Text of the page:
• Story elements are, essentially, the parts of a story. These elements develop the actions or events in the story in a logical way to enable readers to easily follow the text.
    • Students can compare the presentations of a story through different media, such as illustration or words.
  • What are Some Essential Elements?
    • characters- the individuals in the story
    • setting- the location and time period where the story takes place
    • plot- what happens in the story and should a clear beginning, middle, and end
    • conflict- the problem in the story; the plot in a story should be centered on the conflict
    • resolution- the solution to the problem or conflict
  • How Can I Incorporate Multimedia Storytelling?
    • Readers can gather information about a story through multiple forms of media.
      • Text: The words in a story describe characters, settings, and events.
      • Illustrations: Represent story elements through drawings, pictures, or other forms of artistic representations.
      • Audio: Uses sound effects, music, or lyrics to help convey information about the story.


Looking for more suggestions?  Target student common misconceptions, build on interdisciplinary links, and implement strategies and supports across multiple lessons or units.

Go beyond the specific standard! These examples can spark ideas to generalize related skills from the content to real-world experiences for all students.

Common Student Misconceptions

  • Story Elements: Students often miss aspects of story elements when connecting diverse media to the text. In addition, some texts are considered “inconsiderate” texts and do not provide enough to allow students to fully understand all story elements and must fill in the gaps with prior experiences and personal preferences, leading to problems with comprehension.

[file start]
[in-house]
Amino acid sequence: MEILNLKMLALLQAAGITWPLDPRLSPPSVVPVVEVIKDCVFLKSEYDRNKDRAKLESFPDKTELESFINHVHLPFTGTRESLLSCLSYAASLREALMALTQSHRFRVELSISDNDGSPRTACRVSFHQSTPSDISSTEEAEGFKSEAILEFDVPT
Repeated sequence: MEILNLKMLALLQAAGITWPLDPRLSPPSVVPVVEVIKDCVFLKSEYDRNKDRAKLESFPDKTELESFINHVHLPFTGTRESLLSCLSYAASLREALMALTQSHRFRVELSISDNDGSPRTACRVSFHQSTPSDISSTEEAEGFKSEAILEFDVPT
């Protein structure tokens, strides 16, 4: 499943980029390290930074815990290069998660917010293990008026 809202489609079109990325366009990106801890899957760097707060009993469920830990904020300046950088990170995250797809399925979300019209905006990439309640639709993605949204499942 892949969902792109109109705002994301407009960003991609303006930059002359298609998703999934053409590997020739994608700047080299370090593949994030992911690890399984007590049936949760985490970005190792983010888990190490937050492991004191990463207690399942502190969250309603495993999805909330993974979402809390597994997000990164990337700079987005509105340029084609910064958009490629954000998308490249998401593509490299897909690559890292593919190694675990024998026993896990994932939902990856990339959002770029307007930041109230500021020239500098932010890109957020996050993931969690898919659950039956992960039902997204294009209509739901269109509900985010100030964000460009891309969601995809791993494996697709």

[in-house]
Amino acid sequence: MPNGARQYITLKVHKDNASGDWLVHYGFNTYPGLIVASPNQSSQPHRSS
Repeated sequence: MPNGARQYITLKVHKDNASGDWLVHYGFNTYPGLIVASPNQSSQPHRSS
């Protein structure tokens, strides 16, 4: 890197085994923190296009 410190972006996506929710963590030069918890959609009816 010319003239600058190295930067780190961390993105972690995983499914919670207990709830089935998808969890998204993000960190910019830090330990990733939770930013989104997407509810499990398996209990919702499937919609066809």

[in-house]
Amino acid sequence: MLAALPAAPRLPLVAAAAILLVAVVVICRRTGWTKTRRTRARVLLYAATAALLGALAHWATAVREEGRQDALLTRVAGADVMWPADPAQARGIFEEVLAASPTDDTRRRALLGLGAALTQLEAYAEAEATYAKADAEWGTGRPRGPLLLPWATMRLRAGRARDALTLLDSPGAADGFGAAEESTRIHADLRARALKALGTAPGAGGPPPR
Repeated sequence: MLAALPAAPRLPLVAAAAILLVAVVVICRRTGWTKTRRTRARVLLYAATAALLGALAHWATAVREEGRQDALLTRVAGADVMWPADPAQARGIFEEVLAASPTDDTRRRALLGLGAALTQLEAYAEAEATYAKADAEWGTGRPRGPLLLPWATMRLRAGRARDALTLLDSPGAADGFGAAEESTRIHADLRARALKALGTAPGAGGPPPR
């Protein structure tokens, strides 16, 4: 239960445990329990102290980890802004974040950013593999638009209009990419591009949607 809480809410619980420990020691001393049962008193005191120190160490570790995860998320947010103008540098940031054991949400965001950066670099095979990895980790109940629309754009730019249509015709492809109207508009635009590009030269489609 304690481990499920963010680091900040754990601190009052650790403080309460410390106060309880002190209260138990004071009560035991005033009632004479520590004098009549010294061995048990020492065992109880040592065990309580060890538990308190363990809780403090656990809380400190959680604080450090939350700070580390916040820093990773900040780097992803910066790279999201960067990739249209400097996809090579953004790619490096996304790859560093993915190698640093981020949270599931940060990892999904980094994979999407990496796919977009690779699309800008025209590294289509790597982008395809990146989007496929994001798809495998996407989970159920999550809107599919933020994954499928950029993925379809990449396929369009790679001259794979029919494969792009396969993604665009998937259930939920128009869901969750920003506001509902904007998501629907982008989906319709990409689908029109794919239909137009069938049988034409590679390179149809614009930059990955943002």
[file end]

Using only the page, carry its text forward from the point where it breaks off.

• Characteristics of Different Media: Stories can present the same information in different ways from other media. While stories use words to describe aspects of characters, settings, or events, these elements can be represented visually through other media.
  • Social Studies: Students can use illustrations, including maps and graphs, to describe the text
  • Science/Math: Students can use illustrations, including charts, graphs, and diagrams, to better understand the text.
  • Art: Bring in (or have students bring in) examples of advertisements, movie posters, or items that have illustrations on them. Discuss how they create a mood or emphasize aspects of a character or setting without using words. Then, encourage students to put words to the illustration to connect different media and formats.

Explore other Inclusive Big Ideas to think about the content you are teaching. How can you connect what you are teaching now to what has been taught before or what will be taught in the future?

Other TIES resources:

Inclusive Big Ideas: Standards-based resources for inclusive classrooms | TIES Center

The Inclusive Big Ideas were adapted from resources created by the NCSC Project , a federal grant from the US Department of Education (PR/Award #: H373X100002), However, the contents do not necessarily represent the policy of the US Department of Education and no assumption of endorsement by the Federal government should be made.